Gomorrah begins with an otherworldly image of a man bathed in blue light, and it's apt that one of the few moments that show us actual mobsters doing actual mob things evokes the notion of an alien in a spaceship. The real-life Neapolitan crime organization, known as the Camorra, is depicted here as a hovering presence above the locals, dropping down into ordinary lives only as sudden flashes of death, but otherwise reigning from above, its fearsome presence unseen but influencing every action.

When the book of the same name by Roberto Saviano hit Italian culture two years ago like a Molotov cocktail, it infuriated the Camorra for delineating its inner workings, and earned the author permanent police protection. But apart from depicting a few bruisers low on the hierarchy, the movie moves the action to the periphery, focusing on a handful of lives tangled up in the mob's lower tentacles.

A middle-aged man with the soul of a nervous, unhappy little boy; a gentle dressmaker; an ambitious but naive college graduate; two local yahoos with the wild idea that they can prey on the mob themselves; and a young boy ready to move up the ladder—Gomorrah marks out the fates of these men with cool, understated remove. Their stories are unconnected (and thankfully free of the coincidental crossing of paths that typically rules such affairs). Instead, the cluster of the mob's control is exemplified by the young boy's housing complex, a sort of decaying industrial hive, where the lives of the inhabitants are closely bound together and bound by the laws of the Camorra.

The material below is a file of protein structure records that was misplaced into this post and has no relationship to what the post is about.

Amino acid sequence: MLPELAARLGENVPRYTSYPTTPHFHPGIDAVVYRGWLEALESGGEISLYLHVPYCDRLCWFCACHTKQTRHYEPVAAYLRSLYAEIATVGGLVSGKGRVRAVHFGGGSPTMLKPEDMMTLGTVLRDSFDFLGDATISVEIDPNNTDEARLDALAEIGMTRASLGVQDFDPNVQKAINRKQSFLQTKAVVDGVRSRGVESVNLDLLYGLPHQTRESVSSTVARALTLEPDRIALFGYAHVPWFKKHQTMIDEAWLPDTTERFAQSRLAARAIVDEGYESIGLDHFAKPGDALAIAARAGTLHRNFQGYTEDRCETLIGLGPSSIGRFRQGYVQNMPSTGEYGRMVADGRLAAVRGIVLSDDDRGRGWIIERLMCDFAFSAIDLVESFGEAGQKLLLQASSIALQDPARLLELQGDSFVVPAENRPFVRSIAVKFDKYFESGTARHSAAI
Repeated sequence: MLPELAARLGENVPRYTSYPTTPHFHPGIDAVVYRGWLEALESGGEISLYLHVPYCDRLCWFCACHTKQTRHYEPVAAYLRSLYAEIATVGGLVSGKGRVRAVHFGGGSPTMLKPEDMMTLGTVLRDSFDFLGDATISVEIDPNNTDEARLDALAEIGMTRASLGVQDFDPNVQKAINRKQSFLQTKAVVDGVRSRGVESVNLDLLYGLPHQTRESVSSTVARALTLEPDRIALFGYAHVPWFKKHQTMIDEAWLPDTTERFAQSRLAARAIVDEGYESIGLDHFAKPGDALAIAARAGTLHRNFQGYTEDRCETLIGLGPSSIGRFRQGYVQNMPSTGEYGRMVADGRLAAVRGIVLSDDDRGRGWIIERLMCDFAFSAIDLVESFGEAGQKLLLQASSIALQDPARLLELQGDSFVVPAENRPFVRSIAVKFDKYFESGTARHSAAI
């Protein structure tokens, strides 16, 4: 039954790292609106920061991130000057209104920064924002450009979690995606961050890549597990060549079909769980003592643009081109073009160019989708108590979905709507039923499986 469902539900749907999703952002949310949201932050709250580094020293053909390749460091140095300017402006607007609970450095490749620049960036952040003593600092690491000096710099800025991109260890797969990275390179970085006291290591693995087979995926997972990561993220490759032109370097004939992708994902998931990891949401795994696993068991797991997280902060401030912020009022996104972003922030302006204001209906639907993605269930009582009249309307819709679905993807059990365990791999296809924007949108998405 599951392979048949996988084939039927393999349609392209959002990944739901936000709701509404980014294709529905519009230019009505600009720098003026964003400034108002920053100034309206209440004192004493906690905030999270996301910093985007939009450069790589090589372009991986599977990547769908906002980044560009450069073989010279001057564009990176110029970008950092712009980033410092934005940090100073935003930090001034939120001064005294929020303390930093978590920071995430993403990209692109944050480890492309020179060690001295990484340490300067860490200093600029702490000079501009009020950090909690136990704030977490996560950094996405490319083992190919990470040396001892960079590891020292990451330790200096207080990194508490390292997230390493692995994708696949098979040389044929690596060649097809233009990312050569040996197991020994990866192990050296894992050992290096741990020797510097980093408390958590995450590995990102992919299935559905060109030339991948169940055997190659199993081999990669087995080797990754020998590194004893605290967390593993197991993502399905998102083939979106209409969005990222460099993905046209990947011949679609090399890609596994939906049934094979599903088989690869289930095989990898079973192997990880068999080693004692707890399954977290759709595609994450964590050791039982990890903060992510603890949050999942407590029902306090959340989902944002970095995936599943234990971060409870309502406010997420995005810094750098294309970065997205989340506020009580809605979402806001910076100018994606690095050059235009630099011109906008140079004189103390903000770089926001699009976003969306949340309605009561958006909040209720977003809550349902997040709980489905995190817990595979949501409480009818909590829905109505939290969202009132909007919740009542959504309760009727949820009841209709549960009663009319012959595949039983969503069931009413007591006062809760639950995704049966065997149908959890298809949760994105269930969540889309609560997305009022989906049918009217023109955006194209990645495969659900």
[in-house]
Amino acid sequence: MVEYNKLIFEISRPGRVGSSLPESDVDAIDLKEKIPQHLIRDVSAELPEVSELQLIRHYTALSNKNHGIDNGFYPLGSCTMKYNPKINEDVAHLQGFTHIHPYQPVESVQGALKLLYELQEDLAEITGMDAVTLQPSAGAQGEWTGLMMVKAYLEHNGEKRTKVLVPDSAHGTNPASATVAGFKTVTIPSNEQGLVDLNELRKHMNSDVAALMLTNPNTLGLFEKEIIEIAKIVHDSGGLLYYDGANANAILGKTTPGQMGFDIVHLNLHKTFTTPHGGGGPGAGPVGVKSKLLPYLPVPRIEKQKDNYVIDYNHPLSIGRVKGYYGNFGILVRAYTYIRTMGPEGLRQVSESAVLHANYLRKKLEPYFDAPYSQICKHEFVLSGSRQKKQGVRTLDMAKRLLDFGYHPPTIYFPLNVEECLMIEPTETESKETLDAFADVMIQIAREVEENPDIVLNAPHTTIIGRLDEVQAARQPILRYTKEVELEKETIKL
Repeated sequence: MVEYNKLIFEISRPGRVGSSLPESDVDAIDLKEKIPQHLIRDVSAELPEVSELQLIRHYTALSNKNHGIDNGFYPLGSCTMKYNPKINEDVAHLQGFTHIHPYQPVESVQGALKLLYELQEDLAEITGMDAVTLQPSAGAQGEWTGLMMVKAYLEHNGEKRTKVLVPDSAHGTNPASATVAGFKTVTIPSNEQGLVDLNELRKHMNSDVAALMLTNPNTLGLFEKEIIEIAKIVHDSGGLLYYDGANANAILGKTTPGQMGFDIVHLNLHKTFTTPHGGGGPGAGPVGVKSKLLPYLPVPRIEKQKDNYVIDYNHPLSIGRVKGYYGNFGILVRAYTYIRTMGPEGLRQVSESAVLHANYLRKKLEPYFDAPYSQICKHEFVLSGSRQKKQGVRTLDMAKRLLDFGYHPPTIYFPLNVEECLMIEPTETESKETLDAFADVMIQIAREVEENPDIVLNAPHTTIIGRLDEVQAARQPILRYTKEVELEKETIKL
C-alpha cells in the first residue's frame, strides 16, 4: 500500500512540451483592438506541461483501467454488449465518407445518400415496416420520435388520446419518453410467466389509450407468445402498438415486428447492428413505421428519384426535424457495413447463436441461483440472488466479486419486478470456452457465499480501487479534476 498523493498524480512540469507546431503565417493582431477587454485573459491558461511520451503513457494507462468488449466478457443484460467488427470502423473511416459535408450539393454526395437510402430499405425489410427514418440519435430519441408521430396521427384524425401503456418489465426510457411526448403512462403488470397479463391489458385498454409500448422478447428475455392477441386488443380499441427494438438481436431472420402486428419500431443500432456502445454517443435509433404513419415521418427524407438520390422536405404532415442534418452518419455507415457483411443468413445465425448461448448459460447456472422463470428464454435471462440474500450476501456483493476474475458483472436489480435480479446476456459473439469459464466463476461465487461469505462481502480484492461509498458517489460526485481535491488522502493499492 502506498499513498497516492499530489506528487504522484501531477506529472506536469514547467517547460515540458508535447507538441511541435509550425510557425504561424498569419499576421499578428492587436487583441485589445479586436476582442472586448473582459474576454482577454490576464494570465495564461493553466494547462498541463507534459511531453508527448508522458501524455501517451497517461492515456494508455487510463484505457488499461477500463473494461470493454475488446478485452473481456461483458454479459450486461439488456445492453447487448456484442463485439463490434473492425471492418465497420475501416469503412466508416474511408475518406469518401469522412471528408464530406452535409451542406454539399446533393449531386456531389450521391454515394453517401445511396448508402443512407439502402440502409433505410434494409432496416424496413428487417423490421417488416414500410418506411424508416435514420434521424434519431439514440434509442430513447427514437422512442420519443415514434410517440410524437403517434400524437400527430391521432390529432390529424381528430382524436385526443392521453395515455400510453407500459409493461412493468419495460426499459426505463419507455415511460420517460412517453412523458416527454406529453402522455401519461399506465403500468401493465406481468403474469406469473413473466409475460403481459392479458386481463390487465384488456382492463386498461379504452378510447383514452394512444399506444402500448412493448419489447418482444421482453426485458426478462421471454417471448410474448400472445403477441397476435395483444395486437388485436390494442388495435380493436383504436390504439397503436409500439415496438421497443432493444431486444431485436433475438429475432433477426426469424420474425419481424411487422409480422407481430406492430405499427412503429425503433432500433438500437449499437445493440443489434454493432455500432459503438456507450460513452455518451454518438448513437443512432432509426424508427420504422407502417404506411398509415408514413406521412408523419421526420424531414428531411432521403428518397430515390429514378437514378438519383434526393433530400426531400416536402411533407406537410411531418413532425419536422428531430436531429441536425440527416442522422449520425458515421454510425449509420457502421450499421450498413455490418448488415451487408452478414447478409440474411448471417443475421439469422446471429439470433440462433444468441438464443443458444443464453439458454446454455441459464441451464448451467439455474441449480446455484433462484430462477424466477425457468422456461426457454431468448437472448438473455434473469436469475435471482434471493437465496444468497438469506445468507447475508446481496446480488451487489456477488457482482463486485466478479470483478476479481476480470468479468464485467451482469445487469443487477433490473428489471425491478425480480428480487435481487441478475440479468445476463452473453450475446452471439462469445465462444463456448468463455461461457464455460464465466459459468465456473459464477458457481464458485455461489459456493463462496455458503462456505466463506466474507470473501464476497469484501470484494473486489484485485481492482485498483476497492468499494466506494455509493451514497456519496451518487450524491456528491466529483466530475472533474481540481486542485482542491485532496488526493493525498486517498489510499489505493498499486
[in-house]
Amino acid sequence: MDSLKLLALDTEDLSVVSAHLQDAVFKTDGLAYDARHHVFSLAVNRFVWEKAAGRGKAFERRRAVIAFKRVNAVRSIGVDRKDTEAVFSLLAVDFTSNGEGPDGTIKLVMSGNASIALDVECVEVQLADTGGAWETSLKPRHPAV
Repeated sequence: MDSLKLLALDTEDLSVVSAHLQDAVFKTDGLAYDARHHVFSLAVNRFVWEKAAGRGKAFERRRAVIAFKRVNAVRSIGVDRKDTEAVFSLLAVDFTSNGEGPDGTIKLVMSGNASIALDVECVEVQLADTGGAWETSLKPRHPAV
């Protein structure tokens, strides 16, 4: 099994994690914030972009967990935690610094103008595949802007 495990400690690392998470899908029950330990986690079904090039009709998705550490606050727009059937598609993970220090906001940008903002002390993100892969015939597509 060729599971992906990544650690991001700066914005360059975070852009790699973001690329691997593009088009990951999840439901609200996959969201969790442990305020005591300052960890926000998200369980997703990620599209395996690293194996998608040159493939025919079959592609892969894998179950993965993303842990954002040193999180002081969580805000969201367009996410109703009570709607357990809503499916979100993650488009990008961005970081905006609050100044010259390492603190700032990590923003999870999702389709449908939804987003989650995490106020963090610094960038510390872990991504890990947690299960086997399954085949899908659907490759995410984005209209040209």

Apparently, this was, in fact, the case for the location. Director Matteo Garrone has indicated in interviews that filming there went on only with the organization's necessary approval, along with a bribe or two (the grudge against the book was evidently not held against the film). But this is not the kind of production mobsters typically embrace with a flush of pleasure at seeing themselves onscreen. As the two gangly teenage wannabes cavort in emulation of De Palma's Scarface, it serves as a reminder that this is something different. There is no mythologizing, no score to shape your experience (apart from whatever music happens to be playing in the scene), and the moments of violence come not as operatic set pieces but as the unexpected, quiet ugliness of real violence.

Just as those diegetic songs are often pumped up to full volume, immersing you in this world, the movie does the same by means of big, gorgeously gritty cinematography. The images move nimbly from beautifully composed long shots haunted with telling detail to close-ups that move with documentary-style immediacy, hugging tight to the characters and rushing you along with them. One marvelous moment has the camera almost dancing and swaying along with one of the teenage thieves as he performs a spontaneous happy dance after ripping off local drug dealers.

That burst of joy is one of the few concessions made to outright entertainment, and if the film has a failing it's that it's sometimes distanced nearly to the point of disinterest. But it's a small price to pay for a work that neatly sidesteps expectation and convention time and time again—any time you have an ominous feeling, it's probably wrong, and the narrative signposts that in most films lead in one direction lead here to somewhere else or, more to the point, to nowhere at all.

This is never more evident than in a scene in which two young best friends are parted by a split between warring factions of the Camorra. There is no heart-rending goodbye, to be followed by a scene in which a difficult choice must be made. There's just a simple "see you later" with which they acknowledge their new reality. Then they go on with their day, and it never comes up again. That's a function of the film's unflagging sense of reality, which permeates not just the mise-en-scène and story, but every single remarkable performance. If there is no mythologizing, there is no outrage conveyed either. Other than to say: This is the reality. Which is outrage enough.


opens Friday at Cinema 21.